Over 90% of sampled salt brands globally has been found to contain microplastics, with the highest number coming from salt sourced in Asia, according to a new study co-designed by Kim, Seung-Kyu, Professor at Incheon National University and Greenpeace (www.Greenpeace.org) East Asia.
The study, which has been published in Environmental Science & Technology, a peer-reviewed scientific journal, analyzed 39 various salt brands globally, showing that plastic contamination in sea salt was highest, followed by lake salt, then rock salt – an indicator of the levels of plastic pollution in the areas where the salt was sourced.
Only three of the salt brands studied did not contain any microplastic particles in the replicated samples.
“Recent studies have found plastics in seafood, wildlife, tap water, and now in salt. It’s clear that there is no escape from this plastic crisis, especially as it continues to leak into our waterways and oceans,” said West Africa Oceans Campaigner at Greenpeace Africa Awa Traoré, adding, “We need to stop plastic pollution at its source and therefore call upon the accountability of big corporates in this crisis. They need to reduce their plastic footprint and take on the problem they have created.”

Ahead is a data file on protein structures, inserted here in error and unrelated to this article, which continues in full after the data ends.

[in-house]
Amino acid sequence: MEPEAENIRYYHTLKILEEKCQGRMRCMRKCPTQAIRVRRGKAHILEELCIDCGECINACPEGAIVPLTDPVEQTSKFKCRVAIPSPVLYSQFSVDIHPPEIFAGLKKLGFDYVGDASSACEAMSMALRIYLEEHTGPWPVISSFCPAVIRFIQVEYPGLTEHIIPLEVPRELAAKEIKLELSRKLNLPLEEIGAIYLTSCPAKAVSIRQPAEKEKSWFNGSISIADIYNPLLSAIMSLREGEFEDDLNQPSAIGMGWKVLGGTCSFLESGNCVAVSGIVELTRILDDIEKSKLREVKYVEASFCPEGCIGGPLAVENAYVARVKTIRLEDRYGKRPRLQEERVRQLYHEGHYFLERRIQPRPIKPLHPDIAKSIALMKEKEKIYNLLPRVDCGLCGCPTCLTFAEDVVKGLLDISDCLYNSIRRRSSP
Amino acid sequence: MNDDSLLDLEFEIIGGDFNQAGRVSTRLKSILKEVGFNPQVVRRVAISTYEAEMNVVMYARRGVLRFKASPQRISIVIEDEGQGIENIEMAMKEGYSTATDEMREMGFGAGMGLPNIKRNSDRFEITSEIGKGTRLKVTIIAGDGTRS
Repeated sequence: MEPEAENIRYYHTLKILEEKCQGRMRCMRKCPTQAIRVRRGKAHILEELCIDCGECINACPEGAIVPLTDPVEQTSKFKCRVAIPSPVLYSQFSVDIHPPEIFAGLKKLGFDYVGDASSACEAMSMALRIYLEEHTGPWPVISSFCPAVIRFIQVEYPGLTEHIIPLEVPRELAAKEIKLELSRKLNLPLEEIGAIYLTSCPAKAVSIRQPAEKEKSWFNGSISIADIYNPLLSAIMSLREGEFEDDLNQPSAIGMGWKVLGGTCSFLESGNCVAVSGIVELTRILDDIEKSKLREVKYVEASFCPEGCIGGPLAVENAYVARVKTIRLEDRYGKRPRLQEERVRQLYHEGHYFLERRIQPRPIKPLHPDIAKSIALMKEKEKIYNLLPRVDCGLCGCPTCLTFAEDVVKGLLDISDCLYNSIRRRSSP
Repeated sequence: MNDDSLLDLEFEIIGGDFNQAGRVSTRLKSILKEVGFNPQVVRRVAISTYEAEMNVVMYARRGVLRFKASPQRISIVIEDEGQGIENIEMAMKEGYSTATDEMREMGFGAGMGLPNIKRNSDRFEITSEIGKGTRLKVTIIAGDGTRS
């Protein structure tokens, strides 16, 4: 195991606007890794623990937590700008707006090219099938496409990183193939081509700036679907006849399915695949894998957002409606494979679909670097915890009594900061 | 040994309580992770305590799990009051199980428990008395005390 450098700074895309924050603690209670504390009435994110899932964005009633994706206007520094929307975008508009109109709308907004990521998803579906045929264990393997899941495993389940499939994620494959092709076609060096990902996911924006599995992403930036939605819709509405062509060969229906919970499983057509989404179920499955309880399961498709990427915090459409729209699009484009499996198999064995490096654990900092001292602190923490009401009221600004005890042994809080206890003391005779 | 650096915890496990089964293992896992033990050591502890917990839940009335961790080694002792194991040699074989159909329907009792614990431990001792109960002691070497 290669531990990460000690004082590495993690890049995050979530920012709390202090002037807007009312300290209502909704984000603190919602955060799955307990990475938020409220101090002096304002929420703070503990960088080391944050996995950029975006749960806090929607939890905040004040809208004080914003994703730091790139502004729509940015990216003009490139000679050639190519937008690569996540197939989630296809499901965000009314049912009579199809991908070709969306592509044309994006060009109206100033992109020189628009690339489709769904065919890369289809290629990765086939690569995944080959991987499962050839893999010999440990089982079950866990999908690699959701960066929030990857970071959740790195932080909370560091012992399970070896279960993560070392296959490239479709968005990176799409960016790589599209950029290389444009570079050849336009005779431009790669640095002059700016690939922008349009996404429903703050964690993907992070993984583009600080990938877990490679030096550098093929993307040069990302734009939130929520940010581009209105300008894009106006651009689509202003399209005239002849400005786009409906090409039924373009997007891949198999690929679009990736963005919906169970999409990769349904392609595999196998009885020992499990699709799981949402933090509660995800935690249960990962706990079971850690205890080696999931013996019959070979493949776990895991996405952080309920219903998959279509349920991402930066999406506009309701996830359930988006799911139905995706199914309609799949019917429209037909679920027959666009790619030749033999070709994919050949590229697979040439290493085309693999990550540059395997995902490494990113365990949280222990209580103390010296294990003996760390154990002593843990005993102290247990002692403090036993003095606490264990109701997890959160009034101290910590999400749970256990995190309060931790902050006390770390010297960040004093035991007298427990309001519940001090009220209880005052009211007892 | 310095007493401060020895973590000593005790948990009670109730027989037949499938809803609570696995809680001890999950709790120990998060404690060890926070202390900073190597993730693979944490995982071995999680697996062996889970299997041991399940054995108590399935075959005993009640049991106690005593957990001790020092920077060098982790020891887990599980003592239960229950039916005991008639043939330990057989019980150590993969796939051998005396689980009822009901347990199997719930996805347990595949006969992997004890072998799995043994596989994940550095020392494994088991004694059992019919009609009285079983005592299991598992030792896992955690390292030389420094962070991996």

He said the effective implementation of single use plastics ban laws in African countries should be seen and not only strong commitments from governments.
“For the health of people and our environment, it’s incredibly important that these big corporates be pushed to go beyond recycling, start taking responsibility for their contribution to plastic pollution and begin reducing single-use plastic production,” he said.